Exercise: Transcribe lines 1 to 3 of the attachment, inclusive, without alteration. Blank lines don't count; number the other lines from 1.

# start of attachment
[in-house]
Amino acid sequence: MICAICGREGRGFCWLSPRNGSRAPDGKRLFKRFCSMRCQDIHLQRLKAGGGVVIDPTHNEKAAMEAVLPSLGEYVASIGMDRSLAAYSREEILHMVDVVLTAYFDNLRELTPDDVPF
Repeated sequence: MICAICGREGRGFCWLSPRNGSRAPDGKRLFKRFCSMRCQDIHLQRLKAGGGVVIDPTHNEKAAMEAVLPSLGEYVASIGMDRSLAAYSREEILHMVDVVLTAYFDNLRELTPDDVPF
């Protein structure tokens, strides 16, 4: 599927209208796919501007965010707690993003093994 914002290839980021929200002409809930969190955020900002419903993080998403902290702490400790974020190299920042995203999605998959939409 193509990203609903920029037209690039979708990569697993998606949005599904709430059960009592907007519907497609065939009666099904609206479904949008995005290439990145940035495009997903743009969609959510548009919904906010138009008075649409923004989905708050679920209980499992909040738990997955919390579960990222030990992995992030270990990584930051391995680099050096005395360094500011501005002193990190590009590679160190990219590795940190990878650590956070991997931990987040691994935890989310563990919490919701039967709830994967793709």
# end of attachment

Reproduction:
[in-house]
Amino acid sequence: MICAICGREGRGFCWLSPRNGSRAPDGKRLFKRFCSMRCQDIHLQRLKAGGGVVIDPTHNEKAAMEAVLPSLGEYVASIGMDRSLAAYSREEILHMVDVVLTAYFDNLRELTPDDVPF
Repeated sequence: MICAICGREGRGFCWLSPRNGSRAPDGKRLFKRFCSMRCQDIHLQRLKAGGGVVIDPTHNEKAAMEAVLPSLGEYVASIGMDRSLAAYSREEILHMVDVVLTAYFDNLRELTPDDVPF